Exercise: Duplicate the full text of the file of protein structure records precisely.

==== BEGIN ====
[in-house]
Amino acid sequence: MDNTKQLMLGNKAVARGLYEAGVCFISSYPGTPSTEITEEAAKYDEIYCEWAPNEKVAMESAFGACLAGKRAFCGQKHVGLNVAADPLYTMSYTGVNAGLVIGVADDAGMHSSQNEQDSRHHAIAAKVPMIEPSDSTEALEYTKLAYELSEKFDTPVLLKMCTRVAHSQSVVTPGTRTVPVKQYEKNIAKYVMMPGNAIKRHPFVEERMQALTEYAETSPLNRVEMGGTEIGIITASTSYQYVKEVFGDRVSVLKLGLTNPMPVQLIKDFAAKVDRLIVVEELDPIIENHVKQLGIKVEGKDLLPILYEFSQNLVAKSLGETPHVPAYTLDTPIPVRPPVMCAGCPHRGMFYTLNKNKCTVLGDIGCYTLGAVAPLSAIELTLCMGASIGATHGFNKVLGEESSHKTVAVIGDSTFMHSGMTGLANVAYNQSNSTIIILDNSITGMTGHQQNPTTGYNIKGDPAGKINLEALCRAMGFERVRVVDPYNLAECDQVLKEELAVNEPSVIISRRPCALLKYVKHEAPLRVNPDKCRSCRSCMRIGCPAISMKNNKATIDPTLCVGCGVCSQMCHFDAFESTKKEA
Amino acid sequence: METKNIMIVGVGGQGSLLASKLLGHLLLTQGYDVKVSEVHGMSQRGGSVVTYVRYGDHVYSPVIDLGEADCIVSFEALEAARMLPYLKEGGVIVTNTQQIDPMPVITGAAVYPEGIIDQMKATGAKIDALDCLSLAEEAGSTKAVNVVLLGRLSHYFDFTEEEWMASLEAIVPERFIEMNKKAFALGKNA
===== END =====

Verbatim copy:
[in-house]
Amino acid sequence: MDNTKQLMLGNKAVARGLYEAGVCFISSYPGTPSTEITEEAAKYDEIYCEWAPNEKVAMESAFGACLAGKRAFCGQKHVGLNVAADPLYTMSYTGVNAGLVIGVADDAGMHSSQNEQDSRHHAIAAKVPMIEPSDSTEALEYTKLAYELSEKFDTPVLLKMCTRVAHSQSVVTPGTRTVPVKQYEKNIAKYVMMPGNAIKRHPFVEERMQALTEYAETSPLNRVEMGGTEIGIITASTSYQYVKEVFGDRVSVLKLGLTNPMPVQLIKDFAAKVDRLIVVEELDPIIENHVKQLGIKVEGKDLLPILYEFSQNLVAKSLGETPHVPAYTLDTPIPVRPPVMCAGCPHRGMFYTLNKNKCTVLGDIGCYTLGAVAPLSAIELTLCMGASIGATHGFNKVLGEESSHKTVAVIGDSTFMHSGMTGLANVAYNQSNSTIIILDNSITGMTGHQQNPTTGYNIKGDPAGKINLEALCRAMGFERVRVVDPYNLAECDQVLKEELAVNEPSVIISRRPCALLKYVKHEAPLRVNPDKCRSCRSCMRIGCPAISMKNNKATIDPTLCVGCGVCSQMCHFDAFESTKKEA
Amino acid sequence: METKNIMIVGVGGQGSLLASKLLGHLLLTQGYDVKVSEVHGMSQRGGSVVTYVRYGDHVYSPVIDLGEADCIVSFEALEAARMLPYLKEGGVIVTNTQQIDPMPVITGAAVYPEGIIDQMKATGAKIDALDCLSLAEEAGSTKAVNVVLLGRLSHYFDFTEEEWMASLEAIVPERFIEMNKKAFALGKNA